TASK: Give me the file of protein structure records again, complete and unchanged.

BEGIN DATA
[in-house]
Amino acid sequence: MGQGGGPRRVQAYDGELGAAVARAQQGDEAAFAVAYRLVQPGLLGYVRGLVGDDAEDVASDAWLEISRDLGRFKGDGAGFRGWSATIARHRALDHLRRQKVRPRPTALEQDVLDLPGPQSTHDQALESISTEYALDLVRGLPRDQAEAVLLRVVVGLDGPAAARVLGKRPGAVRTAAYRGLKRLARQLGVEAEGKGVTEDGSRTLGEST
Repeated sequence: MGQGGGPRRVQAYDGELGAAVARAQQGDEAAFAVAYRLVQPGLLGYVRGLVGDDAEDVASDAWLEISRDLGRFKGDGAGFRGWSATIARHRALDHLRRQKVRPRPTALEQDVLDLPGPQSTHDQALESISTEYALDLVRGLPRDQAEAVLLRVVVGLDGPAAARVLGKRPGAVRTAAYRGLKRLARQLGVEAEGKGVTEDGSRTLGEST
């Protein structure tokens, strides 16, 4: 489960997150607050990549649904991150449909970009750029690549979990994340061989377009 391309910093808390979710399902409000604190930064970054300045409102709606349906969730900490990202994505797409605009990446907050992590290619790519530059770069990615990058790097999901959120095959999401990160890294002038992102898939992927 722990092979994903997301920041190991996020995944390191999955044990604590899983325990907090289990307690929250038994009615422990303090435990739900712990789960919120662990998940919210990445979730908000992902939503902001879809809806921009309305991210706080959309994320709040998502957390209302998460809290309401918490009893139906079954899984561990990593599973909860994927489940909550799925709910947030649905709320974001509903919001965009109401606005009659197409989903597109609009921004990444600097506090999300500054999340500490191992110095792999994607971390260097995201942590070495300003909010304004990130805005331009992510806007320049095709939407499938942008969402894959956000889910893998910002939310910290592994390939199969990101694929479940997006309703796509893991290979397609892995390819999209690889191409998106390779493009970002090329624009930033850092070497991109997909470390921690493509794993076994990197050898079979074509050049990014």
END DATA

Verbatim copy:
[in-house]
Amino acid sequence: MGQGGGPRRVQAYDGELGAAVARAQQGDEAAFAVAYRLVQPGLLGYVRGLVGDDAEDVASDAWLEISRDLGRFKGDGAGFRGWSATIARHRALDHLRRQKVRPRPTALEQDVLDLPGPQSTHDQALESISTEYALDLVRGLPRDQAEAVLLRVVVGLDGPAAARVLGKRPGAVRTAAYRGLKRLARQLGVEAEGKGVTEDGSRTLGEST
Repeated sequence: MGQGGGPRRVQAYDGELGAAVARAQQGDEAAFAVAYRLVQPGLLGYVRGLVGDDAEDVASDAWLEISRDLGRFKGDGAGFRGWSATIARHRALDHLRRQKVRPRPTALEQDVLDLPGPQSTHDQALESISTEYALDLVRGLPRDQAEAVLLRVVVGLDGPAAARVLGKRPGAVRTAAYRGLKRLARQLGVEAEGKGVTEDGSRTLGEST
């Protein structure tokens, strides 16, 4: 489960997150607050990549649904991150449909970009750029690549979990994340061989377009 391309910093808390979710399902409000604190930064970054300045409102709606349906969730900490990202994505797409605009990446907050992590290619790519530059770069990615990058790097999901959120095959999401990160890294002038992102898939992927 722990092979994903997301920041190991996020995944390191999955044990604590899983325990907090289990307690929250038994009615422990303090435990739900712990789960919120662990998940919210990445979730908000992902939503902001879809809806921009309305991210706080959309994320709040998502957390209302998460809290309401918490009893139906079954899984561990990593599973909860994927489940909550799925709910947030649905709320974001509903919001965009109401606005009659197409989903597109609009921004990444600097506090999300500054999340500490191992110095792999994607971390260097995201942590070495300003909010304004990130805005331009992510806007320049095709939407499938942008969402894959956000889910893998910002939310910290592994390939199969990101694929479940997006309703796509893991290979397609892995390819999209690889191409998106390779493009970002090329624009930033850092070497991109997909470390921690493509794993076994990197050898079979074509050049990014």